During their exodus, Pharoah burned with regret and decided to pursue the freed slaves. One final barrier stood between Israel and freedom—the Red Sea. As Pharoah and his army gained ground, the children of God found themselves trapped until God’s hand moved through Moses and opened the great body of water, allowing the Israelites to cross on dry land. When the Egyptians followed, the waves engulfed every horse and rider in Pharaoh’s army.

Upon their deliverance, Moses and the Israelites burst into spontaneous praise.

“I will sing to the LORD,
for He is highly exalted.
The horse and rider
He has thrown into the sea.

The LORD is my strength and my song,
and He has become my salvation.
He is my God, and I will praise Him,
my father’s God, and I will exalt Him.” (Exodus 15:1-2)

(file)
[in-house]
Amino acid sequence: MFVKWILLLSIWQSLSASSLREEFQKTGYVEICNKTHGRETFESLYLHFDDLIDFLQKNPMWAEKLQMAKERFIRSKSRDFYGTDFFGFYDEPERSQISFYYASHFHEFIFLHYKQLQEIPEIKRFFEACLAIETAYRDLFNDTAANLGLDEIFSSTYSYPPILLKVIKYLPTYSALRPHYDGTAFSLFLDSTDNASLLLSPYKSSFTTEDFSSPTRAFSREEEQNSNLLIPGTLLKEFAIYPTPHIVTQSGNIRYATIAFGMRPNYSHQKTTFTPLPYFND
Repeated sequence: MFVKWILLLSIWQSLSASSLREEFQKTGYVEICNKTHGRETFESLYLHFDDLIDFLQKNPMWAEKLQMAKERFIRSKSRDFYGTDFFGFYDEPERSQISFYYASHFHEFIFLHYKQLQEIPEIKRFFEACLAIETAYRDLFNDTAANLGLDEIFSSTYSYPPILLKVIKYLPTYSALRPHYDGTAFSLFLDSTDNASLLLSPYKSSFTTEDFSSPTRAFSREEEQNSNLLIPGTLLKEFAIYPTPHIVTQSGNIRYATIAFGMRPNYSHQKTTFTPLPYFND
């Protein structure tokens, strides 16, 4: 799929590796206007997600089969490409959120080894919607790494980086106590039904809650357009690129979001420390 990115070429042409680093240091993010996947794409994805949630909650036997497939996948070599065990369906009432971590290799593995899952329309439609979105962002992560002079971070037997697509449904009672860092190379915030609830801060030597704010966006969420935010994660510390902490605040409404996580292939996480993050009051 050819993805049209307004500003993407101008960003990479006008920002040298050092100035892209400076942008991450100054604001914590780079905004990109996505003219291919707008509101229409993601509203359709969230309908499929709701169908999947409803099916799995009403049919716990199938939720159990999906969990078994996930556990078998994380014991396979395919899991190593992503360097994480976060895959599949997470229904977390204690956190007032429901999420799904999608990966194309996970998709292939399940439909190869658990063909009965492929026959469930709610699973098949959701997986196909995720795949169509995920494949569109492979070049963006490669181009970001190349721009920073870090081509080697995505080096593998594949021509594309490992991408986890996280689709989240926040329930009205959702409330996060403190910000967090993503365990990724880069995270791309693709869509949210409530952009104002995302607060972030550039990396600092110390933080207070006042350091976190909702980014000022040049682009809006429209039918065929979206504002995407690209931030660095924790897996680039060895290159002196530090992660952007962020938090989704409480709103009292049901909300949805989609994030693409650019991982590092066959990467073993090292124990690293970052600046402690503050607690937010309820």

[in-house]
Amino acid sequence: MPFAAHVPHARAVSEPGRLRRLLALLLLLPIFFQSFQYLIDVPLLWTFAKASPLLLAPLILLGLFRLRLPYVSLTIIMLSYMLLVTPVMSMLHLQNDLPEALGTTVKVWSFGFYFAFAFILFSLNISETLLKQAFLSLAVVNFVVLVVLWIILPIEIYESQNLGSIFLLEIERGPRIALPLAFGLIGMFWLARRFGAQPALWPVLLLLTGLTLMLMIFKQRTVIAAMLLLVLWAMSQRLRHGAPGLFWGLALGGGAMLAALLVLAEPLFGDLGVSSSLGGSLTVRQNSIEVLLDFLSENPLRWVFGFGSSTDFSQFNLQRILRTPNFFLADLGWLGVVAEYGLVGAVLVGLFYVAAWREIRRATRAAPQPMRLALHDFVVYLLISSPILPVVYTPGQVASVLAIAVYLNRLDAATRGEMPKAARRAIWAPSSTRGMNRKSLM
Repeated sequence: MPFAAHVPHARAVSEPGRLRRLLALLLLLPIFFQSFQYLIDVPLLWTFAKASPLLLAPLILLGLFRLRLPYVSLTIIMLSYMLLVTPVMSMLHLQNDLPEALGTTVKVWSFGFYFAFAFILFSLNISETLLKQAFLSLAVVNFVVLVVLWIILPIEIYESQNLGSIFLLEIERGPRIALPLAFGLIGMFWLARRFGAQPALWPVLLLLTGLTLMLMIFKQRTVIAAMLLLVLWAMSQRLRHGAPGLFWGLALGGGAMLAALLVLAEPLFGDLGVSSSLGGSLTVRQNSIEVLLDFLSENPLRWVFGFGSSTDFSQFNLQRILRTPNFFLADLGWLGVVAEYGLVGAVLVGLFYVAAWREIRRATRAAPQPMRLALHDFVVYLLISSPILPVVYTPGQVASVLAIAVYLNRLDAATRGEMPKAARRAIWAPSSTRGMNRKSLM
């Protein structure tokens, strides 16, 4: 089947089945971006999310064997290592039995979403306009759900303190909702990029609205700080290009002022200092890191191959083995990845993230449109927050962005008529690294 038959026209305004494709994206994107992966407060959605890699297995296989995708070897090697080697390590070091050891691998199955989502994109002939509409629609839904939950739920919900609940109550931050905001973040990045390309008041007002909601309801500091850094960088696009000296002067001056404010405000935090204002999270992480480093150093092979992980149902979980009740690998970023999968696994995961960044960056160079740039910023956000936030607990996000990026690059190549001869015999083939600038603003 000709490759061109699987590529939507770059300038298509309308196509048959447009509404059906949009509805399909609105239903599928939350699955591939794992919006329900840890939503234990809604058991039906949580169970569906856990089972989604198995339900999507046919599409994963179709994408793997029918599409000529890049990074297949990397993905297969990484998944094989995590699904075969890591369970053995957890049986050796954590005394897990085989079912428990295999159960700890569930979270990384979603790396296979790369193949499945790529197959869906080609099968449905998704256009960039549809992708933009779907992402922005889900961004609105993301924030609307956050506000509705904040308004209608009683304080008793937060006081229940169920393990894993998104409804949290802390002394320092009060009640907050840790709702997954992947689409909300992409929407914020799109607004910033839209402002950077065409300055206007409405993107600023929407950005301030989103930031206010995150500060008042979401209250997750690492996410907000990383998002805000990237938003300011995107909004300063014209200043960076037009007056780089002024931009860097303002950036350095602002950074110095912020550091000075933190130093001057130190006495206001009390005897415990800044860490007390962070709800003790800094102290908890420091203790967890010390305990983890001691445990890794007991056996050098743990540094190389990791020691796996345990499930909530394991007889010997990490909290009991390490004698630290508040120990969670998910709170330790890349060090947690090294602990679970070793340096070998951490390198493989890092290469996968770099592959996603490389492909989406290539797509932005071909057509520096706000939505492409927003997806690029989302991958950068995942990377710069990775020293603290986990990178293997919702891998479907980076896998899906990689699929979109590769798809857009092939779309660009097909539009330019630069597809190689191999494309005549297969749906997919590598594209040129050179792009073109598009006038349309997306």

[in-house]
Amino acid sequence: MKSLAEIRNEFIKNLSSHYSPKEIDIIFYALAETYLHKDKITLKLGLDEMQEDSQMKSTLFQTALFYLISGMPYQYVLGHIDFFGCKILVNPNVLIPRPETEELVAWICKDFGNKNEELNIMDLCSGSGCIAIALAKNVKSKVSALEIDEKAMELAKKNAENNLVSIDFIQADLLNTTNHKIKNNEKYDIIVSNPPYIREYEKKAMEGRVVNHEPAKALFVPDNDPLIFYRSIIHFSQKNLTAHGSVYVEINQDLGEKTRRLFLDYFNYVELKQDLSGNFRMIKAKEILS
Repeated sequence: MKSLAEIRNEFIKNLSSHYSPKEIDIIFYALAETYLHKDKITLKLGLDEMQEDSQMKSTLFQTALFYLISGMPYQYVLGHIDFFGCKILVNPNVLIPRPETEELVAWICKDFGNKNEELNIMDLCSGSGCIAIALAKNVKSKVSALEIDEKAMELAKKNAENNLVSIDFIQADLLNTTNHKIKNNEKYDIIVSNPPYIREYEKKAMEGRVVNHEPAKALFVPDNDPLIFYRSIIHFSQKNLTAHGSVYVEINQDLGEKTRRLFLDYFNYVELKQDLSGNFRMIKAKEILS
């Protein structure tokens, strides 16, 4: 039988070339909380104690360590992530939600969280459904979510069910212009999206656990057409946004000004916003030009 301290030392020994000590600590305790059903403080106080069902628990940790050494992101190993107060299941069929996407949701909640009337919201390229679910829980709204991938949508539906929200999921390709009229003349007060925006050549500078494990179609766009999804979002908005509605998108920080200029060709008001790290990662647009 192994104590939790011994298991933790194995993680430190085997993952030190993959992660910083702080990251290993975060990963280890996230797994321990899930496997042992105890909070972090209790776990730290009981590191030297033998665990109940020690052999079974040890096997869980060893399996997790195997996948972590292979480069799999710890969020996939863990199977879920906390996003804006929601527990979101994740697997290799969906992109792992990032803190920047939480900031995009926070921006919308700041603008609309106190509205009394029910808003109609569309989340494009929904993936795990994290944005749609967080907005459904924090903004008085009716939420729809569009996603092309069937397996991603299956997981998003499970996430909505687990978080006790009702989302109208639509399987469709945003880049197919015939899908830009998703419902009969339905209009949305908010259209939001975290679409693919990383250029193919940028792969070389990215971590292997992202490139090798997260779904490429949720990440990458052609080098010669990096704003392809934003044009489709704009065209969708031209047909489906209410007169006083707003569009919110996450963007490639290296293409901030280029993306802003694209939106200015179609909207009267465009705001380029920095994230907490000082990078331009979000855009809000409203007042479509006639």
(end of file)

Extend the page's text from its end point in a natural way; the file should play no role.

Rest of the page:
Israel’s 18-verse deliverance song (Exodus 15:1-18) is a detailed recap of God’s miraculous deeds and His power to defeat the enemy. But as Israel collectively sang about God’s strength, provision, mercy, and justice, the lyrics evolved into a faith-filled prophetic view of God’s continued victory on their behalf.

The last song in the Bible is found in the book of Revelation. Scripture refers to this final song as the song of Moses and of the Lamb. (Revelation 15:3) In this passage of Scripture, John has just witnessed the saints overcome the power of the Beast through their faithful obedience to Christ. Seven final tribulation plagues are administered by seven angels, but the saints stand by a “sea” of fiery glass and sing their song of triumph to the One who has secured their redemption.